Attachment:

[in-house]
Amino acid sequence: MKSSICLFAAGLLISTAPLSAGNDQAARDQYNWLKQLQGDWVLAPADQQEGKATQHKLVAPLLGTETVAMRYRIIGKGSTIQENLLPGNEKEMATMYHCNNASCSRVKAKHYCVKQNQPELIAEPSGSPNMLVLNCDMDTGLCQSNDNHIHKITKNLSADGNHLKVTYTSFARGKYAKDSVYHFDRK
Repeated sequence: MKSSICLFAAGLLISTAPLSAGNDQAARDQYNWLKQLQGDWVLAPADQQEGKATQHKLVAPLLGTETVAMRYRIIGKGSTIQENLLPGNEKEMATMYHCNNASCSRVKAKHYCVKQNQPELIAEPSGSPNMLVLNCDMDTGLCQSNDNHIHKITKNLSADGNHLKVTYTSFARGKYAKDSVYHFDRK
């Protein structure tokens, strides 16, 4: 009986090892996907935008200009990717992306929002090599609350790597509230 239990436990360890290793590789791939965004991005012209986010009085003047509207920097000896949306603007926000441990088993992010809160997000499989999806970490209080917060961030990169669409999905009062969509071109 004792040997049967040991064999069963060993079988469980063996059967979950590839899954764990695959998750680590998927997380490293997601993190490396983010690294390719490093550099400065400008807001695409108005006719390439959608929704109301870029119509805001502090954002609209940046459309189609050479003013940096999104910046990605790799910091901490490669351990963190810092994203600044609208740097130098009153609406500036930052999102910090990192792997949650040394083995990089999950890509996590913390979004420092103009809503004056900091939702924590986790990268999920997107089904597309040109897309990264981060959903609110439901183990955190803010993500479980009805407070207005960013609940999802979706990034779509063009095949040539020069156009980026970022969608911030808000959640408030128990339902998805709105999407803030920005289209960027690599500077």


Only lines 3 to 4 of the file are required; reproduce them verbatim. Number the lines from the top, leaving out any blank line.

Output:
Repeated sequence: MKSSICLFAAGLLISTAPLSAGNDQAARDQYNWLKQLQGDWVLAPADQQEGKATQHKLVAPLLGTETVAMRYRIIGKGSTIQENLLPGNEKEMATMYHCNNASCSRVKAKHYCVKQNQPELIAEPSGSPNMLVLNCDMDTGLCQSNDNHIHKITKNLSADGNHLKVTYTSFARGKYAKDSVYHFDRK
């Protein structure tokens, strides 16, 4: 009986090892996907935008200009990717992306929002090599609350790597509230 239990436990360890290793590789791939965004991005012209986010009085003047509207920097000896949306603007926000441990088993992010809160997000499989999806970490209080917060961030990169669409999905009062969509071109 004792040997049967040991064999069963060993079988469980063996059967979950590839899954764990695959998750680590998927997380490293997601993190490396983010690294390719490093550099400065400008807001695409108005006719390439959608929704109301870029119509805001502090954002609209940046459309189609050479003013940096999104910046990605790799910091901490490669351990963190810092994203600044609208740097130098009153609406500036930052999102910090990192792997949650040394083995990089999950890509996590913390979004420092103009809503004056900091939702924590986790990268999920997107089904597309040109897309990264981060959903609110439901183990955190803010993500479980009805407070207005960013609940999802979706990034779509063009095949040539020069156009980026970022969608911030808000959640408030128990339902998805709105999407803030920005289209960027690599500077």